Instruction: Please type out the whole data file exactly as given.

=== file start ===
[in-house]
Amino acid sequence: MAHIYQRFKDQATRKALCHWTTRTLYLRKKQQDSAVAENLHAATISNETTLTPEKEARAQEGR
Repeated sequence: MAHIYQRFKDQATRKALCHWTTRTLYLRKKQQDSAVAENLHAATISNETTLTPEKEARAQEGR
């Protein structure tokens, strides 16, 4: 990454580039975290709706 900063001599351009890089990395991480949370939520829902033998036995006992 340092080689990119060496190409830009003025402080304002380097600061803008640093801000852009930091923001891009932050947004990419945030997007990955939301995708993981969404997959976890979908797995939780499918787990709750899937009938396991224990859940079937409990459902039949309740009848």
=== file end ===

[in-house]
Amino acid sequence: MAHIYQRFKDQATRKALCHWTTRTLYLRKKQQDSAVAENLHAATISNETTLTPEKEARAQEGR
Repeated sequence: MAHIYQRFKDQATRKALCHWTTRTLYLRKKQQDSAVAENLHAATISNETTLTPEKEARAQEGR
């Protein structure tokens, strides 16, 4: 990454580039975290709706 900063001599351009890089990395991480949370939520829902033998036995006992 340092080689990119060496190409830009003025402080304002380097600061803008640093801000852009930091923001891009932050947004990419945030997007990955939301995708993981969404997959976890979908797995939780499918787990709750899937009938396991224990859940079937409990459902039949309740009848």